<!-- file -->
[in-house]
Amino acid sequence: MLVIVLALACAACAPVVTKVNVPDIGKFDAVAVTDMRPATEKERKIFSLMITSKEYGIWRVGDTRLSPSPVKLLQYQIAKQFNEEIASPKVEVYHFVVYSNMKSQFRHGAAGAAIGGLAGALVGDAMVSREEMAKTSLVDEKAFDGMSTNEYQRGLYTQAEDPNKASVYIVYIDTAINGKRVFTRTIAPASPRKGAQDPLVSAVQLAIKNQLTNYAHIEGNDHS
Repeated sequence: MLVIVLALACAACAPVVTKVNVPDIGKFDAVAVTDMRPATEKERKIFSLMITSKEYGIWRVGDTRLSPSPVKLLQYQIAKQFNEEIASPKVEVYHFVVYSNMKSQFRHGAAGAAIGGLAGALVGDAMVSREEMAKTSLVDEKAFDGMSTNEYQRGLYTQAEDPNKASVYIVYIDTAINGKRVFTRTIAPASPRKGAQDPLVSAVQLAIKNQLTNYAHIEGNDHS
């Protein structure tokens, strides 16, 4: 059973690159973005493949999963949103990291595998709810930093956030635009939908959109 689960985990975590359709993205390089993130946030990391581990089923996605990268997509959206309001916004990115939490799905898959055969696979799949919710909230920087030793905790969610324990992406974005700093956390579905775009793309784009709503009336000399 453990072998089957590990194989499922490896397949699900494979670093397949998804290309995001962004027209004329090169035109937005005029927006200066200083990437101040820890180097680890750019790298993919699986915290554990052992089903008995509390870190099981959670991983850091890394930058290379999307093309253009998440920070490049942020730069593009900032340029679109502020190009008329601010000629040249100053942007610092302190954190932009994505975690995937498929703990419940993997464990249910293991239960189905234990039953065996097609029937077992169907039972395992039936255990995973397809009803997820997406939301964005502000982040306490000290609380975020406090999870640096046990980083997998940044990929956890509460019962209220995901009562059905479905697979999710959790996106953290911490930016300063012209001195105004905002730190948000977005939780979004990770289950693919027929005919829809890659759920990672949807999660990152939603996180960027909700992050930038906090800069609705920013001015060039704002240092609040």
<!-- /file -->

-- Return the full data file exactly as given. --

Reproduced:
[in-house]
Amino acid sequence: MLVIVLALACAACAPVVTKVNVPDIGKFDAVAVTDMRPATEKERKIFSLMITSKEYGIWRVGDTRLSPSPVKLLQYQIAKQFNEEIASPKVEVYHFVVYSNMKSQFRHGAAGAAIGGLAGALVGDAMVSREEMAKTSLVDEKAFDGMSTNEYQRGLYTQAEDPNKASVYIVYIDTAINGKRVFTRTIAPASPRKGAQDPLVSAVQLAIKNQLTNYAHIEGNDHS
Repeated sequence: MLVIVLALACAACAPVVTKVNVPDIGKFDAVAVTDMRPATEKERKIFSLMITSKEYGIWRVGDTRLSPSPVKLLQYQIAKQFNEEIASPKVEVYHFVVYSNMKSQFRHGAAGAAIGGLAGALVGDAMVSREEMAKTSLVDEKAFDGMSTNEYQRGLYTQAEDPNKASVYIVYIDTAINGKRVFTRTIAPASPRKGAQDPLVSAVQLAIKNQLTNYAHIEGNDHS
């Protein structure tokens, strides 16, 4: 059973690159973005493949999963949103990291595998709810930093956030635009939908959109 689960985990975590359709993205390089993130946030990391581990089923996605990268997509959206309001916004990115939490799905898959055969696979799949919710909230920087030793905790969610324990992406974005700093956390579905775009793309784009709503009336000399 453990072998089957590990194989499922490896397949699900494979670093397949998804290309995001962004027209004329090169035109937005005029927006200066200083990437101040820890180097680890750019790298993919699986915290554990052992089903008995509390870190099981959670991983850091890394930058290379999307093309253009998440920070490049942020730069593009900032340029679109502020190009008329601010000629040249100053942007610092302190954190932009994505975690995937498929703990419940993997464990249910293991239960189905234990039953065996097609029937077992169907039972395992039936255990995973397809009803997820997406939301964005502000982040306490000290609380975020406090999870640096046990980083997998940044990929956890509460019962209220995901009562059905479905697979999710959790996106953290911490930016300063012209001195105004905002730190948000977005939780979004990770289950693919027929005919829809890659759920990672949807999660990152939603996180960027909700992050930038906090800069609705920013001015060039704002240092609040």